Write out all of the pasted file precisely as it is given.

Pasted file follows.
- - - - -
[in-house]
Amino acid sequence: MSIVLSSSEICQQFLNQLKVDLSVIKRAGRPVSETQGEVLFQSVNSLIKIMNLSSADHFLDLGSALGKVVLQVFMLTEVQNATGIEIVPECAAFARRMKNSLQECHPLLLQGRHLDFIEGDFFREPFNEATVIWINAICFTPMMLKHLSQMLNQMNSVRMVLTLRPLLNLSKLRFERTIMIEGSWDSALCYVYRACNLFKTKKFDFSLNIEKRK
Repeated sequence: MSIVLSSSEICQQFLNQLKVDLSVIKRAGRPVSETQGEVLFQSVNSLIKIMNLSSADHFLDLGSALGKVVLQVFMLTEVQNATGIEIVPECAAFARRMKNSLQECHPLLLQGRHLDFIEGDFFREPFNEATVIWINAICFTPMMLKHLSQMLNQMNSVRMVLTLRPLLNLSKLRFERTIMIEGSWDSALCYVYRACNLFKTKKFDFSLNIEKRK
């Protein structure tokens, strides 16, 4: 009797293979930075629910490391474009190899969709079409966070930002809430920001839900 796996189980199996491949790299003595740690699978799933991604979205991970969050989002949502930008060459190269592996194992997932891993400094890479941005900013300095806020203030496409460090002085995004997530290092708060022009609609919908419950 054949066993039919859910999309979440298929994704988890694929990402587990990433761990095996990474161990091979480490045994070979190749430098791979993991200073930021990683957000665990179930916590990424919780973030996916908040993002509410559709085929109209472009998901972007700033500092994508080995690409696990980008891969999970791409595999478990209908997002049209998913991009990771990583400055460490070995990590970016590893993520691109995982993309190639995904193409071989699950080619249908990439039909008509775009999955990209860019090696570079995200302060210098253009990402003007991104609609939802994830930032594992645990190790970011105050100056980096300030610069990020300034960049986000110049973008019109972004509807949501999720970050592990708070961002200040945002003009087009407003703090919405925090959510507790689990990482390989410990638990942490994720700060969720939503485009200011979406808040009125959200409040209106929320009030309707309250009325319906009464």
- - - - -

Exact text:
[in-house]
Amino acid sequence: MSIVLSSSEICQQFLNQLKVDLSVIKRAGRPVSETQGEVLFQSVNSLIKIMNLSSADHFLDLGSALGKVVLQVFMLTEVQNATGIEIVPECAAFARRMKNSLQECHPLLLQGRHLDFIEGDFFREPFNEATVIWINAICFTPMMLKHLSQMLNQMNSVRMVLTLRPLLNLSKLRFERTIMIEGSWDSALCYVYRACNLFKTKKFDFSLNIEKRK
Repeated sequence: MSIVLSSSEICQQFLNQLKVDLSVIKRAGRPVSETQGEVLFQSVNSLIKIMNLSSADHFLDLGSALGKVVLQVFMLTEVQNATGIEIVPECAAFARRMKNSLQECHPLLLQGRHLDFIEGDFFREPFNEATVIWINAICFTPMMLKHLSQMLNQMNSVRMVLTLRPLLNLSKLRFERTIMIEGSWDSALCYVYRACNLFKTKKFDFSLNIEKRK
């Protein structure tokens, strides 16, 4: 009797293979930075629910490391474009190899969709079409966070930002809430920001839900 796996189980199996491949790299003595740690699978799933991604979205991970969050989002949502930008060459190269592996194992997932891993400094890479941005900013300095806020203030496409460090002085995004997530290092708060022009609609919908419950 054949066993039919859910999309979440298929994704988890694929990402587990990433761990095996990474161990091979480490045994070979190749430098791979993991200073930021990683957000665990179930916590990424919780973030996916908040993002509410559709085929109209472009998901972007700033500092994508080995690409696990980008891969999970791409595999478990209908997002049209998913991009990771990583400055460490070995990590970016590893993520691109995982993309190639995904193409071989699950080619249908990439039909008509775009999955990209860019090696570079995200302060210098253009990402003007991104609609939802994830930032594992645990190790970011105050100056980096300030610069990020300034960049986000110049973008019109972004509807949501999720970050592990708070961002200040945002003009087009407003703090919405925090959510507790689990990482390989410990638990942490994720700060969720939503485009200011979406808040009125959200409040209106929320009030309707309250009325319906009464």